ILASS – Europe 2010Pre-filming primary atomization: Experiments and #526#377#427(b)(c)(a)Figure 3. Examples of back light images. Fluid is Shellsol D70, V/b 25 mm²/s, (a) ūg 20 m/s,(b) ūg 40 m/s, (c) ūg 60 m/sExperimental resultsShadowgraphyFigure 4 shows D10, D32, and DV90 measured using the shadowgraphic technique as a function of mean airvelocity for a film flow rate of V/b 25 mm²/s. Liquid physical properties appear to have a relatively minoreffect on final drop sizes. This is theorized to be due to the opposing effects on fluid properties on film development and primary atomization. For example, fluid viscosity specifies the inner frictional forces of the liquidfilm such that higher viscosity results in a lower film velocity. Likewise, larger inertial forces are required toaccelerate a film of higher density. As a result, increased fluid density is expected to lower the film speed. Dueto these effects the relative velocity between the liquid and the gaseous phase will increase with increasing fluidviscosity and density, and it is well known that an increase in relative velocity enhances the atomization efficiency. However, it is also well known that high fluid viscosity and density act to stabilize a fluid against atomization [9]. Therefore, as a result of these offsetting effects the final change in drop sizes with fluid properties appears to be relatively minor and is likely within experimental uncertainty. Future investigations will be neededto reduce the experimental uncertainty such that these effects can be better quantified.Contrary to the minor effects observed due to liquid physical properties, the gas phase velocity appears tohave a major effect on the outcome of primary atomization. Mean diameters decrease with increasing air speed,which can be explained by the increasing aerodynamic forces acting on the surface of the ligaments.In addition to the influence of the liquid properties on the breakup of the liquid film, Figure 4 shows a comparison of the shadowgraphic measurement at the atomizer edge and PDA measurements taken 50 mm downstream of the atomizer edge for Shellsol D70. D10 from the PDA measurements is approximately 60% smallerthan that measured with shadowgraphy, and for D32 the difference is around 100%. The largest discrepancy between the PDA and the shadowgraphic measurements is for DV90 (approximately 130-230%). These differencesare due to the fact that the shadowgraphic measurements only cover the primary breakup zone whereas the PDAmeasurements were taken downstream of the atomizer edge where secondary breakup of the largest droplets hasoccurred. Consequently, the shadowgraphic measurements provide more complete information about the dropletsizes in the primary breakup region. As mentioned in the introduction, initial droplet sizes and positions have asignificant impact on the accuracy of numerical simulations, thus the improved knowledge provided here couldbe used to enhance the accuracy of future simulations.The same shadowgraphic measurements were performed at a film flow rate V/b 75 mm²/s and are shownin Figure 5. Comparing the results for D10, D32, and DV90 with the ones at V/b 25 mm²/s (Figure 4) revealssmall changes in the mean diameters which are likely within the experimental uncertainty of the measurementtechnique. Future investigations will attempt to quantify and reduce these uncertainties to enable a more detailedinvestigation on the influence of the film flow rate on primary breakup.High speed videosTo better understand the breakup process, high speed videos were recorded at frame rates up to 5 kHz usingthe shadowgraphic technique shown in Figure 2. Due to reduced resolution, fragment sizes could not be accurately determined from these videos. Nevertheless, they provide valuable insight into the atomization physics.Figure 6 shows typical results for two fluids. In both cases, a mass of liquid, referred to as a ligament, accelerates away from the atomizing edge while indentations appear in the perpendicular direction. The averagelength of the indentations is given the symbol lig, and was estimated manually from the high speed videos.Eventually these indentations form bag like structures which break into fine drops in a manner similar to bagbreakup observed during secondary atomization [10]. Events such as this appear to occur rather periodically,and manual analysis of the high speed videos was used to estimate the mean breakup frequency, f.Results for lig and f are shown in Figure 10 when discussing the new atomization model.3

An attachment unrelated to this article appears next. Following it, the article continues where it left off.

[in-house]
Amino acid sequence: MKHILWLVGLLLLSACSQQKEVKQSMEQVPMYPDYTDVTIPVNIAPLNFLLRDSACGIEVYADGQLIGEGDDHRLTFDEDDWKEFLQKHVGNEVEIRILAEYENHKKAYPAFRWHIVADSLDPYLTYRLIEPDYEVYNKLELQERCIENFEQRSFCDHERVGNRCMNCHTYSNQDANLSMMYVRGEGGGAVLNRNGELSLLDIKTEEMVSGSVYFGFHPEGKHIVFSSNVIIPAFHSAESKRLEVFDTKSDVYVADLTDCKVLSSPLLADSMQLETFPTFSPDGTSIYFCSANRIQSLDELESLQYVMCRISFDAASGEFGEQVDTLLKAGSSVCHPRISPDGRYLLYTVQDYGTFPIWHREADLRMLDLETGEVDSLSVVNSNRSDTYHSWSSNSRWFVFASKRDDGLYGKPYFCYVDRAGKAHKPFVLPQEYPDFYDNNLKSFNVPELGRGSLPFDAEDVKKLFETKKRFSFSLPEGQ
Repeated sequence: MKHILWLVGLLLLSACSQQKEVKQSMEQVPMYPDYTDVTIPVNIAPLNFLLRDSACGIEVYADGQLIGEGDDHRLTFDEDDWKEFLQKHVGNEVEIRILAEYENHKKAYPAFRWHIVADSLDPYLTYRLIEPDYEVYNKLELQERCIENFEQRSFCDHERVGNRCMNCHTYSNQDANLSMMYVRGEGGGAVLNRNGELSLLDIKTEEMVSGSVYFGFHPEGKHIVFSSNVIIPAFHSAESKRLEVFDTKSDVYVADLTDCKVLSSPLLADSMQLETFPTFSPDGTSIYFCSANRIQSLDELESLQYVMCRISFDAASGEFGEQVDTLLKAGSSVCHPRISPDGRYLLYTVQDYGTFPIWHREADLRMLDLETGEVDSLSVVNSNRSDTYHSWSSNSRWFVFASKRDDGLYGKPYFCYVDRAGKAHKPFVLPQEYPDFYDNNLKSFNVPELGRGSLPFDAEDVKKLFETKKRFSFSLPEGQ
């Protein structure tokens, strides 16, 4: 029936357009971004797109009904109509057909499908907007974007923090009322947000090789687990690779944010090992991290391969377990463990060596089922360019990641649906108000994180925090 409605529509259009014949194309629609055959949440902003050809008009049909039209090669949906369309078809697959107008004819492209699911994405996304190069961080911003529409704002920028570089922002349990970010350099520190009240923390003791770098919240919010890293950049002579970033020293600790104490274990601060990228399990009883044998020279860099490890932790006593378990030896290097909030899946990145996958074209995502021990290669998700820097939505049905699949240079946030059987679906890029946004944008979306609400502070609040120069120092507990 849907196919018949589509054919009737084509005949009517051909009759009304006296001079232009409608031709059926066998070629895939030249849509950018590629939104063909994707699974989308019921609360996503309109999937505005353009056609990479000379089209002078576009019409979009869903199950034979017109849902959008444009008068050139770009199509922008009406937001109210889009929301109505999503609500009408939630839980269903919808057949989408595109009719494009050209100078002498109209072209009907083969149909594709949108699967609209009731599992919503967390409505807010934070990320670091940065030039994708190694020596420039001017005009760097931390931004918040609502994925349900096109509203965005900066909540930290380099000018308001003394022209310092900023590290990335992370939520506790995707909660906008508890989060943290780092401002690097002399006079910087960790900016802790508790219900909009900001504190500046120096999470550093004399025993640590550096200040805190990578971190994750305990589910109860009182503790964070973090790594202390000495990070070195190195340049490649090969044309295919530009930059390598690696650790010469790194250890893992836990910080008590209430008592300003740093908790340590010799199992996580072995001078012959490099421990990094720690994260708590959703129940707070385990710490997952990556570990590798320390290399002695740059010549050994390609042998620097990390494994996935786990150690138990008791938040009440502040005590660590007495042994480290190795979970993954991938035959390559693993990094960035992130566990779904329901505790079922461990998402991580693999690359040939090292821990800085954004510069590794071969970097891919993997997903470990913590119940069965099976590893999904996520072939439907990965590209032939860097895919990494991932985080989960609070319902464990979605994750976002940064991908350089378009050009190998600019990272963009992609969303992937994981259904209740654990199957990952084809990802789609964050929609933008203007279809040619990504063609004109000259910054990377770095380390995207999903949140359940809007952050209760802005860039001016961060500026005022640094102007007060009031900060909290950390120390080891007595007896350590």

ILASS – Europe 2010Pre-filming primary atomization: Experiments and modeling(b)(c)(a)Figure 4. Variation of (a) D10, (b) D32, and (c) DV90 for varying mean air velocities and V/b 25 mm2/s(b)(c)(a)Figure 5. Variation of (a) D10, (b) D32, and (c) DV90 for varying mean air velocities and V/b 75 mm2/sFilm thickness measurementsAvailable models of pre-filming atomization require knowledge of the film thickness [5], which was measured here using a model LT-8100 laser focus displacement meter (LFDM) from Keyence Corporation. In thisdevice, the focusing lens of a 670 nm laser vibrates with a known displacement. Intensity of backscattered lightis recorded as a function of time, and it is assumed that peak intensity occurs when the laser focal point coincideswith the film surface. To prevent signal corruption due to light reflection from the aluminum pre-filmer, its surface was anodized using a black dye. With this it was possible to measure surface heights within a range of 1 mm and a resolution of 0.1 m. Further details on this device and its application to the measurement of filmsurface heights can be found in [11, 12].1 mmatomizing edge1 mmatomizing edge lig lig(a)(b)Figure 6. Typical high speed videos for ūg 40 m/s, V/b 25 mm2/s, time between images is 0.4 ms.(a) Shellsol D70 and (b) 50% propanediol4